This Journal is an excellent tool for disseminating the truth about behavioral psychology and the eight step ECT process. Since all humans experience these four emotions from the time, they are born till the time they die, it is critical to educate them through journals and schools that train therapists and healers. Why is this so? The four emotions serve as a navigation tool throughout life. Humans desire joy and relief and dislike fear and grief. More importantly, fear and grief can cause danger and harm to the central nervous system. Acute anxiety is a very common form of mental illness. Many humans suffer these toxic emotions for weeks, months, and sometimes years, without getting appropriate medical and mental health treatment. ECT works well with the medical model. ECT has been featured in several psychiatric and medical journals .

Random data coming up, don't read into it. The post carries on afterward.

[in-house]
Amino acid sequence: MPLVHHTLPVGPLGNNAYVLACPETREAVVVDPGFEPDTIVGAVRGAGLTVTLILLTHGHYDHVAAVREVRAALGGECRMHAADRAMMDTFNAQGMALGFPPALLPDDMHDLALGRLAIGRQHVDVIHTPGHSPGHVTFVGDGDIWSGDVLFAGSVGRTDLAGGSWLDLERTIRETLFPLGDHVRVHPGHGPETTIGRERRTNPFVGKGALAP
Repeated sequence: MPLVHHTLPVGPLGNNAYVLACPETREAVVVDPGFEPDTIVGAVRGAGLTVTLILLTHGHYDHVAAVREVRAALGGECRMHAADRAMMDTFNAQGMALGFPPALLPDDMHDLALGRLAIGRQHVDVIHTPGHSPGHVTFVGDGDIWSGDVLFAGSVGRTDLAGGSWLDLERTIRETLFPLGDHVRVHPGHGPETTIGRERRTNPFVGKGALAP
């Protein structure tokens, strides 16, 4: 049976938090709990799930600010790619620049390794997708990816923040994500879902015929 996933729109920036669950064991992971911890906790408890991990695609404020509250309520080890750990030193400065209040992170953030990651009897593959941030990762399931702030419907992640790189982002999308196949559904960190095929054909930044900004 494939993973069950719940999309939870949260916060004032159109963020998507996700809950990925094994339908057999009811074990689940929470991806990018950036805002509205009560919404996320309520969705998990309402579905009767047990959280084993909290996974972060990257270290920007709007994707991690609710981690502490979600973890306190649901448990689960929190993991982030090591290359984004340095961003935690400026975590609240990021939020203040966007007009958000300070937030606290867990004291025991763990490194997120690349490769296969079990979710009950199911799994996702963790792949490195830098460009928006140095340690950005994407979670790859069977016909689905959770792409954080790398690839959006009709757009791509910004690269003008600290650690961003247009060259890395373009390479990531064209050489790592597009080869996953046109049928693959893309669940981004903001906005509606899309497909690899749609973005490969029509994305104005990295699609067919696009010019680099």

In this article I will highlight a case of anxiety I have treated. By doing so, the reader of this journal can have another way of learning the eight step ECT process. Once you have learned and applied the model to your own situational stress you have an invaluable tool to protect you from toxic and unwanted stress.
A key feature of ECT process is the aspect of learned behavior and the capacity to unlearn negative behaviors. In the case example I present below I will discuss the case of acute anxiety. Stress can come in countless ways. For a list of some of the top 43 stresses in one’s life, I will introduce the Holmes and Rahe Scale. This scale allows one to self-report the situational stress in one’s life. Remember, with ECT, we can process any situational stress that is temporary in nature through the eight-step flowchart. So please review the Holmes and Rahe Scale below  (Table 1).
Table 1: The Holmes - Rahe stress Inventory
The Social Readjustment Rating Scale.
Instructions: Mark down the point value of each of these life events that has happened to you during the previous year. Total these associated points.